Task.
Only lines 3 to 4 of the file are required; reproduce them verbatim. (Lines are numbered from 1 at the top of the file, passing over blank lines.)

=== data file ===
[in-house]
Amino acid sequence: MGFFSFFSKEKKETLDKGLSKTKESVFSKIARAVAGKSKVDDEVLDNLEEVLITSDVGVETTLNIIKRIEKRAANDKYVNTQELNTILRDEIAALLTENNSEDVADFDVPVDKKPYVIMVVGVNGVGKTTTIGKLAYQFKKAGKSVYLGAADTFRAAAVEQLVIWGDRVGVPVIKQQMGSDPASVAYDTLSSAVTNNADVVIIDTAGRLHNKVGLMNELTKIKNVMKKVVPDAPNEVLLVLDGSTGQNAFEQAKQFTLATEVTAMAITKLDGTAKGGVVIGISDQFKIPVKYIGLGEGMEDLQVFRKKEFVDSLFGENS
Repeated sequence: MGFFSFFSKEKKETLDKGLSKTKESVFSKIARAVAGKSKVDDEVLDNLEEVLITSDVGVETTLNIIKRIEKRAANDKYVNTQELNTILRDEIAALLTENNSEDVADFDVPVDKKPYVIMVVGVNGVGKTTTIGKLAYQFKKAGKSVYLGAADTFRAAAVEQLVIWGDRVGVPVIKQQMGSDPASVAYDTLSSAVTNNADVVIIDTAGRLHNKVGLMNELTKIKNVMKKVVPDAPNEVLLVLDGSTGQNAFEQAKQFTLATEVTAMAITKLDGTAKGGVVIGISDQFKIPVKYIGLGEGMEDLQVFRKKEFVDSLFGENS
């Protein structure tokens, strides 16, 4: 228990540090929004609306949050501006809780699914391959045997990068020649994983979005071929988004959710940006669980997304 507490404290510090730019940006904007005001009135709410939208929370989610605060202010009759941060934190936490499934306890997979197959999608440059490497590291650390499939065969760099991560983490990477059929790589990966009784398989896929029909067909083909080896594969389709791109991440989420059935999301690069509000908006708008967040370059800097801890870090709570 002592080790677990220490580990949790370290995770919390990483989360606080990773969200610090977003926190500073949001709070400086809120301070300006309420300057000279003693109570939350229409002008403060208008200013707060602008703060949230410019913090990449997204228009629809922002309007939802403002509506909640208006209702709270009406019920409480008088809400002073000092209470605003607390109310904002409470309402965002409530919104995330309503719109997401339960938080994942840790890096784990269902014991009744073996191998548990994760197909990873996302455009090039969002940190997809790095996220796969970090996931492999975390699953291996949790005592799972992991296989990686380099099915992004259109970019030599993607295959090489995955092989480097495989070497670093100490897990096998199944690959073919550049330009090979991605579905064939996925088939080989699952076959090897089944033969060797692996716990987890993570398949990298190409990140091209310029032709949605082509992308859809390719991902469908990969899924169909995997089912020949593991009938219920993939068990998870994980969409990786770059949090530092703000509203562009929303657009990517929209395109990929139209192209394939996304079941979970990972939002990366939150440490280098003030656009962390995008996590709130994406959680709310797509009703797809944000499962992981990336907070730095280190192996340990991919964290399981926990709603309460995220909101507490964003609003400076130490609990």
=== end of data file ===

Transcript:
Repeated sequence: MGFFSFFSKEKKETLDKGLSKTKESVFSKIARAVAGKSKVDDEVLDNLEEVLITSDVGVETTLNIIKRIEKRAANDKYVNTQELNTILRDEIAALLTENNSEDVADFDVPVDKKPYVIMVVGVNGVGKTTTIGKLAYQFKKAGKSVYLGAADTFRAAAVEQLVIWGDRVGVPVIKQQMGSDPASVAYDTLSSAVTNNADVVIIDTAGRLHNKVGLMNELTKIKNVMKKVVPDAPNEVLLVLDGSTGQNAFEQAKQFTLATEVTAMAITKLDGTAKGGVVIGISDQFKIPVKYIGLGEGMEDLQVFRKKEFVDSLFGENS
């Protein structure tokens, strides 16, 4: 228990540090929004609306949050501006809780699914391959045997990068020649994983979005071929988004959710940006669980997304 507490404290510090730019940006904007005001009135709410939208929370989610605060202010009759941060934190936490499934306890997979197959999608440059490497590291650390499939065969760099991560983490990477059929790589990966009784398989896929029909067909083909080896594969389709791109991440989420059935999301690069509000908006708008967040370059800097801890870090709570 002592080790677990220490580990949790370290995770919390990483989360606080990773969200610090977003926190500073949001709070400086809120301070300006309420300057000279003693109570939350229409002008403060208008200013707060602008703060949230410019913090990449997204228009629809922002309007939802403002509506909640208006209702709270009406019920409480008088809400002073000092209470605003607390109310904002409470309402965002409530919104995330309503719109997401339960938080994942840790890096784990269902014991009744073996191998548990994760197909990873996302455009090039969002940190997809790095996220796969970090996931492999975390699953291996949790005592799972992991296989990686380099099915992004259109970019030599993607295959090489995955092989480097495989070497670093100490897990096998199944690959073919550049330009090979991605579905064939996925088939080989699952076959090897089944033969060797692996716990987890993570398949990298190409990140091209310029032709949605082509992308859809390719991902469908990969899924169909995997089912020949593991009938219920993939068990998870994980969409990786770059949090530092703000509203562009929303657009990517929209395109990929139209192209394939996304079941979970990972939002990366939150440490280098003030656009962390995008996590709130994406959680709310797509009703797809944000499962992981990336907070730095280190192996340990991919964290399981926990709603309460995220909101507490964003609003400076130490609990």